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Plus Pointers

Patient navigators should continually be seeking new information that can benefit their patients. This includes the identification, understanding, analysis, and use of resources and services for cancer patients with a myriad of needs.
Patient navigators have a responsibility to stay up-to-date on leading edge evidence-based information and resources. This includes scholarly journal articles, information in popular media outlets, books, and emerging content important to their area of practice.
It’s tough when you work with a patient and their loved ones and things take a turn for the worse. This can be especially challenging for you as they try to process news such as death.
Patient self-determination is a critical component of quality cancer care. This means that patients should be involved in a shared decision making process and that their priorities and preferences should be respected by the healthcare team.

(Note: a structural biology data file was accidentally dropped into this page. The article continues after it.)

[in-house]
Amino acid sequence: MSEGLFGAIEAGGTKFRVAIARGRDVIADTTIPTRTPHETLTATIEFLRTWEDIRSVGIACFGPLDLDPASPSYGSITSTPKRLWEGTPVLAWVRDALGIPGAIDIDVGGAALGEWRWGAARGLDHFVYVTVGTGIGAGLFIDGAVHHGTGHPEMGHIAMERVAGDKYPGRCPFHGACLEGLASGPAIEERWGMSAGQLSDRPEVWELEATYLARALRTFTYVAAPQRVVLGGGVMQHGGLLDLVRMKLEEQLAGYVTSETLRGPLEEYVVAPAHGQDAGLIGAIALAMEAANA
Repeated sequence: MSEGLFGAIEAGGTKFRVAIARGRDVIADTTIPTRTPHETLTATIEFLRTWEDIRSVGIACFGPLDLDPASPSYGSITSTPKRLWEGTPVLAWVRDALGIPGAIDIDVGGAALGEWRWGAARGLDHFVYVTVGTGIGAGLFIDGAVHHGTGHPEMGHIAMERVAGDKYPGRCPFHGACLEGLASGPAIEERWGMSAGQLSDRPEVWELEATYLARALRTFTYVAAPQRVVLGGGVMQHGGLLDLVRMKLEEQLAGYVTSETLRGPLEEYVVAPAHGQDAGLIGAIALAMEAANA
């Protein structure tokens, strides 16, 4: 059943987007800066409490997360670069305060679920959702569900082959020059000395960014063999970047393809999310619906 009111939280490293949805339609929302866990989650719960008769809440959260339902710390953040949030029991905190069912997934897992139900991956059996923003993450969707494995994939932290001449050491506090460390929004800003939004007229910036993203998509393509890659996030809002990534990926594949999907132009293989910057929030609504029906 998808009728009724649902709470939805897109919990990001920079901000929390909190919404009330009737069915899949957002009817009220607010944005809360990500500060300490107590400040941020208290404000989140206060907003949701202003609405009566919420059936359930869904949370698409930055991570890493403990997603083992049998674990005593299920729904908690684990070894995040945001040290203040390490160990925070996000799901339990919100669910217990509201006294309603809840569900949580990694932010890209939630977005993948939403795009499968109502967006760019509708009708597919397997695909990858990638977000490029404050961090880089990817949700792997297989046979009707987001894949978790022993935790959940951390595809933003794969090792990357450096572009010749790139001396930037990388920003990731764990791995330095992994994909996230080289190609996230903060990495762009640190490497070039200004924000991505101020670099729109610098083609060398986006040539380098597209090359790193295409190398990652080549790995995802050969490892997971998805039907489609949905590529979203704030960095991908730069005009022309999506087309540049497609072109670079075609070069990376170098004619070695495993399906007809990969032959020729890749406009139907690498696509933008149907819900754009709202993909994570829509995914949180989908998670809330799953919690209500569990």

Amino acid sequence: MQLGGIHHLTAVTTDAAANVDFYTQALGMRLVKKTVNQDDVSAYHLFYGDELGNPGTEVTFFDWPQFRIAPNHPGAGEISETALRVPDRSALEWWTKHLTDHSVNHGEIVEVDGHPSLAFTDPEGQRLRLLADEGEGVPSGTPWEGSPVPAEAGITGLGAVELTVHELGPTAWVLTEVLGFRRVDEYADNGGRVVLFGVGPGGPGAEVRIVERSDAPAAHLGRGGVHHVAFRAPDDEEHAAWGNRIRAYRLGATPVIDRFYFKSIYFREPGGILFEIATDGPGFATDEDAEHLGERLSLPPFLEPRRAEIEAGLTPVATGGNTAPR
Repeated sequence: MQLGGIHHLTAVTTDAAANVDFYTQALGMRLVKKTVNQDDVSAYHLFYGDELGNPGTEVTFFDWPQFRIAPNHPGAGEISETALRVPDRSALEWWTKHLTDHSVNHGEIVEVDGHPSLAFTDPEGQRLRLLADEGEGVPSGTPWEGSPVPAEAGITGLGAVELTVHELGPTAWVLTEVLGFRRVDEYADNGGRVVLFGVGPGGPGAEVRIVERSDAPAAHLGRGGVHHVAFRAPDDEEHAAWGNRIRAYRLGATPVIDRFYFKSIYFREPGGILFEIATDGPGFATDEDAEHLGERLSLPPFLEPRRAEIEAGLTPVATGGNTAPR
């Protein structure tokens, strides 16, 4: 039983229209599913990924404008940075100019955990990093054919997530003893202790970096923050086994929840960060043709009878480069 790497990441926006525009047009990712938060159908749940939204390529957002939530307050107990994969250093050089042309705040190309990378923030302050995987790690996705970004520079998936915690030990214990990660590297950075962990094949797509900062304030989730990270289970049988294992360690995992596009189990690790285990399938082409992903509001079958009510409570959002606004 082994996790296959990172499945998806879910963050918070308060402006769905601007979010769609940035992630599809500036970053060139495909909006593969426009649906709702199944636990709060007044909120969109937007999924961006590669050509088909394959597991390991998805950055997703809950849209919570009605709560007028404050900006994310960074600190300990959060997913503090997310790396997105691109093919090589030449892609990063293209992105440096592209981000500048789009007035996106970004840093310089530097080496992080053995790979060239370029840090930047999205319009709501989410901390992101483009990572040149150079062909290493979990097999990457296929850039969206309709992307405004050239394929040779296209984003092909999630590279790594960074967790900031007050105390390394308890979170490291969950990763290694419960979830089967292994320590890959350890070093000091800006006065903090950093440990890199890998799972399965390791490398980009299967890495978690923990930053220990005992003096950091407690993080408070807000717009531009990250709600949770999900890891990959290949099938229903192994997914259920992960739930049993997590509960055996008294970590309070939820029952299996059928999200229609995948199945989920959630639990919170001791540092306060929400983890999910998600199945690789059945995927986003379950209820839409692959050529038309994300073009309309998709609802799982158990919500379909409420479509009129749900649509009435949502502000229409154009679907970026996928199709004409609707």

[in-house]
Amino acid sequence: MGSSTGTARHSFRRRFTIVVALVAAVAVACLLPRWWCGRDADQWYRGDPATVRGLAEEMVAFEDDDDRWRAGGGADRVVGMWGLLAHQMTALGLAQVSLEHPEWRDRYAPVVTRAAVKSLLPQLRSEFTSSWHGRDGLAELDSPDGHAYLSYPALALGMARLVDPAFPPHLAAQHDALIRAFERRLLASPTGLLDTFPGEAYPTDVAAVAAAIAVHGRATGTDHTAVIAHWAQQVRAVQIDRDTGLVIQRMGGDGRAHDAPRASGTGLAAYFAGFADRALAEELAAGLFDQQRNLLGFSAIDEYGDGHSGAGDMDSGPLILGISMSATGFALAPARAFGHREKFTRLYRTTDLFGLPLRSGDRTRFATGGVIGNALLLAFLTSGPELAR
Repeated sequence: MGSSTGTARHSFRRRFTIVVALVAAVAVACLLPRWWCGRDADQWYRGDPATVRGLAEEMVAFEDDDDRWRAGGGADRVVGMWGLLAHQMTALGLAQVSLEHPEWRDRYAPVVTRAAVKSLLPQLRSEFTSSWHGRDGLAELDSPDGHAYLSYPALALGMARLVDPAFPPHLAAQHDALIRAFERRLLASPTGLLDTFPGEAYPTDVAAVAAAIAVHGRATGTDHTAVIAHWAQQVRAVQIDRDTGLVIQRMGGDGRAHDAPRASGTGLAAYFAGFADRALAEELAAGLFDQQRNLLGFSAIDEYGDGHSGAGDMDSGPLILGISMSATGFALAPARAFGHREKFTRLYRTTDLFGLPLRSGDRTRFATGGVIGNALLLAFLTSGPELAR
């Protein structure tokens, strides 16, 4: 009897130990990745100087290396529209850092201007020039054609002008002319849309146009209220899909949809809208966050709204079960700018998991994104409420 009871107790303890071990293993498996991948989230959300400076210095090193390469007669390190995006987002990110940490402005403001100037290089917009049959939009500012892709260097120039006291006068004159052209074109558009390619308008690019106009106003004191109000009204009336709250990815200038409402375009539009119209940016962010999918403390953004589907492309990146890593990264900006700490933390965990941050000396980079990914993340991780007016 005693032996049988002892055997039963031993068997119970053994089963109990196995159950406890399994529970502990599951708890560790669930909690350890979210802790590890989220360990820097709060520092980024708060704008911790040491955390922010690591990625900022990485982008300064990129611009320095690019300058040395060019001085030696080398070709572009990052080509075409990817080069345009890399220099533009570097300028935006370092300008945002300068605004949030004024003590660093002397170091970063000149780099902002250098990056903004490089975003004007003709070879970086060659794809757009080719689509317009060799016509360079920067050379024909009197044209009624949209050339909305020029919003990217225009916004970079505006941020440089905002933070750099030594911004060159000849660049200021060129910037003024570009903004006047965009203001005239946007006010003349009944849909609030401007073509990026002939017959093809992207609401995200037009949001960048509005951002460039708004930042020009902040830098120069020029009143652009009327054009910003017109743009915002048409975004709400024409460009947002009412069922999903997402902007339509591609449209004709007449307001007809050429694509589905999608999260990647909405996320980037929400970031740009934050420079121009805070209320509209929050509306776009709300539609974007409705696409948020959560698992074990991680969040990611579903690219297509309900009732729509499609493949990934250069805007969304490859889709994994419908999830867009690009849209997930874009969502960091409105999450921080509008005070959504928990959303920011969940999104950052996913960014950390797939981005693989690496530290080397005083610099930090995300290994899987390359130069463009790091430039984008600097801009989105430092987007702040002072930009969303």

Patient navigators should continuously evaluate their professional role and any perceived or actual conflicts of interest with their personal life.
Patient navigators should have a list of resources at their fingertips in order to assist patients with a variety of different challenges. They should also know which resources are credible and can be most helpful to particular patients.
Patients often lean on their navigators to ask questions, seek information, and get the “bottom line” in terms of their treatment and care. Trust is an integral part of this relationship and navigators simply cannot competently do their job without a deep level of trust with the patient.
There are core concepts critical to the work of a navigator. Empathy, integrity, honesty, and compassion are central to working with patients who may be confused, frightened, or overwhelmed.
Patient navigation is an evolving profession and many navigators do a significant amount of learning on the job. As such, it’s imperative that navigators are open to constructive criticism and feedback from members of the healthcare team, and even patients.
When patients receive a cancer diagnosis, they often want information on how to best manage their own health and wellness. Navigators can provide health promotion information and encourage patients to understand their cancer treatment and how to plan for a future of health.
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